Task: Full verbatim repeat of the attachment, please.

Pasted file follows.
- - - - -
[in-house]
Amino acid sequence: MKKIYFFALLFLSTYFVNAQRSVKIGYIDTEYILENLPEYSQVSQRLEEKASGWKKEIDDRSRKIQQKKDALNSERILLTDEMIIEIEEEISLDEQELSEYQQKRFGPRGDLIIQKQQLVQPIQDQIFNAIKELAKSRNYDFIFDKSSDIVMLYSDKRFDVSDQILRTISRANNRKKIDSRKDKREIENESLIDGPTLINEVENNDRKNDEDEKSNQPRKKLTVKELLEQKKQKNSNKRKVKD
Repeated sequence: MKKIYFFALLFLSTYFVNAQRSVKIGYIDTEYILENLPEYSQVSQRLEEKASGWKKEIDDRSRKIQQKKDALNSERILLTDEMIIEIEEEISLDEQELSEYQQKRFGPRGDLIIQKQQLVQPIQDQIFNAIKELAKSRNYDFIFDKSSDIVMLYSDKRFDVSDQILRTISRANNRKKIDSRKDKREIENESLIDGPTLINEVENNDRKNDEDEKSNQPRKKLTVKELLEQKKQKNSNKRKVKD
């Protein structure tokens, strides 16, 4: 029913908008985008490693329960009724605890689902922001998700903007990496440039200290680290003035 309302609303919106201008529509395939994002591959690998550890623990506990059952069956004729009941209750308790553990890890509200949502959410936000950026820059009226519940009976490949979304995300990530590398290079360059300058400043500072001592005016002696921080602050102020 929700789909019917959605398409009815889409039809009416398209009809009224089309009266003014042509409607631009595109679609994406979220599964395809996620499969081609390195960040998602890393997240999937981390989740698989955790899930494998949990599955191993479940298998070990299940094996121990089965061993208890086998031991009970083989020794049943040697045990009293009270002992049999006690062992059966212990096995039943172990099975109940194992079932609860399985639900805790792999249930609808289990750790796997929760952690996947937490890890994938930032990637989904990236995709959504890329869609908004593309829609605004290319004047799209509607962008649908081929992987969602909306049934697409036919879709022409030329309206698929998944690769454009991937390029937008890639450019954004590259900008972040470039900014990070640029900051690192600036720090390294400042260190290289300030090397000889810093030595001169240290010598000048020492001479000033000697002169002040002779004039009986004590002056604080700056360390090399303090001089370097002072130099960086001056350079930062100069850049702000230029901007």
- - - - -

[in-house]
Amino acid sequence: MKKIYFFALLFLSTYFVNAQRSVKIGYIDTEYILENLPEYSQVSQRLEEKASGWKKEIDDRSRKIQQKKDALNSERILLTDEMIIEIEEEISLDEQELSEYQQKRFGPRGDLIIQKQQLVQPIQDQIFNAIKELAKSRNYDFIFDKSSDIVMLYSDKRFDVSDQILRTISRANNRKKIDSRKDKREIENESLIDGPTLINEVENNDRKNDEDEKSNQPRKKLTVKELLEQKKQKNSNKRKVKD
Repeated sequence: MKKIYFFALLFLSTYFVNAQRSVKIGYIDTEYILENLPEYSQVSQRLEEKASGWKKEIDDRSRKIQQKKDALNSERILLTDEMIIEIEEEISLDEQELSEYQQKRFGPRGDLIIQKQQLVQPIQDQIFNAIKELAKSRNYDFIFDKSSDIVMLYSDKRFDVSDQILRTISRANNRKKIDSRKDKREIENESLIDGPTLINEVENNDRKNDEDEKSNQPRKKLTVKELLEQKKQKNSNKRKVKD
């Protein structure tokens, strides 16, 4: 029913908008985008490693329960009724605890689902922001998700903007990496440039200290680290003035 309302609303919106201008529509395939994002591959690998550890623990506990059952069956004729009941209750308790553990890890509200949502959410936000950026820059009226519940009976490949979304995300990530590398290079360059300058400043500072001592005016002696921080602050102020 929700789909019917959605398409009815889409039809009416398209009809009224089309009266003014042509409607631009595109679609994406979220599964395809996620499969081609390195960040998602890393997240999937981390989740698989955790899930494998949990599955191993479940298998070990299940094996121990089965061993208890086998031991009970083989020794049943040697045990009293009270002992049999006690062992059966212990096995039943172990099975109940194992079932609860399985639900805790792999249930609808289990750790796997929760952690996947937490890890994938930032990637989904990236995709959504890329869609908004593309829609605004290319004047799209509607962008649908081929992987969602909306049934697409036919879709022409030329309206698929998944690769454009991937390029937008890639450019954004590259900008972040470039900014990070640029900051690192600036720090390294400042260190290289300030090397000889810093030595001169240290010598000048020492001479000033000697002169002040002779004039009986004590002056604080700056360390090399303090001089370097002072130099960086001056350079930062100069850049702000230029901007």